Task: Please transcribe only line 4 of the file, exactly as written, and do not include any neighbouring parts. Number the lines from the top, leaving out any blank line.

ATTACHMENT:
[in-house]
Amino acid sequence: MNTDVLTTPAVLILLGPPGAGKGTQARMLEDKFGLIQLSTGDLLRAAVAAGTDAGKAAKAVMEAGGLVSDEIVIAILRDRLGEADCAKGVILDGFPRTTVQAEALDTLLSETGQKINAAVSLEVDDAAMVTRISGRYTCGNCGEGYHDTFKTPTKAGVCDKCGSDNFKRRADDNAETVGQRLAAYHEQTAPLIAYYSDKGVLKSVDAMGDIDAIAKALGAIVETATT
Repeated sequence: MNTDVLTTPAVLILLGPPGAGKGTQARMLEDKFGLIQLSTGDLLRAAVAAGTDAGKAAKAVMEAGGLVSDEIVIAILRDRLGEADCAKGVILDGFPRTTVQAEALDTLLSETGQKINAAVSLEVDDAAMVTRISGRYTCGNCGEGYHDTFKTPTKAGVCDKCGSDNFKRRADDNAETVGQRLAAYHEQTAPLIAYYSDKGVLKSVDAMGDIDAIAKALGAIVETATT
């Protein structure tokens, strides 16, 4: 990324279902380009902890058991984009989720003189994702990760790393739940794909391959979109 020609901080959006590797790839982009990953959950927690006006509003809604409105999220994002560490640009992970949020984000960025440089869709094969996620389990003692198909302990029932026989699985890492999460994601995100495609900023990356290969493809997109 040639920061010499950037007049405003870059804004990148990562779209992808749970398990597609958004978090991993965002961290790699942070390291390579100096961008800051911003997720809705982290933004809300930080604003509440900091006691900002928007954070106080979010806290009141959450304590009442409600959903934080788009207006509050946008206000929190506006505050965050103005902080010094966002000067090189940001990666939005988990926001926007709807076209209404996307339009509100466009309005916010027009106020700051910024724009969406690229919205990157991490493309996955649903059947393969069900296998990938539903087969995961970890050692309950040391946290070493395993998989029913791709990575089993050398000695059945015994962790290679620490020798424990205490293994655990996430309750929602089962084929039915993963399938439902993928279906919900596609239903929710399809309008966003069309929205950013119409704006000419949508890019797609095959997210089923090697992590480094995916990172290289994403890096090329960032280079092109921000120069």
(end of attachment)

């Protein structure tokens, strides 16, 4: 990324279902380009902890058991984009989720003189994702990760790393739940794909391959979109 020609901080959006590797790839982009990953959950927690006006509003809604409105999220994002560490640009992970949020984000960025440089869709094969996620389990003692198909302990029932026989699985890492999460994601995100495609900023990356290969493809997109 040639920061010499950037007049405003870059804004990148990562779209992808749970398990597609958004978090991993965002961290790699942070390291390579100096961008800051911003997720809705982290933004809300930080604003509440900091006691900002928007954070106080979010806290009141959450304590009442409600959903934080788009207006509050946008206000929190506006505050965050103005902080010094966002000067090189940001990666939005988990926001926007709807076209209404996307339009509100466009309005916010027009106020700051910024724009969406690229919205990157991490493309996955649903059947393969069900296998990938539903087969995961970890050692309950040391946290070493395993998989029913791709990575089993050398000695059945015994962790290679620490020798424990205490293994655990996430309750929602089962084929039915993963399938439902993928279906919900596609239903929710399809309008966003069309929205950013119409704006000419949508890019797609095959997210089923090697992590480094995916990172290289994403890096090329960032280079092109921000120069």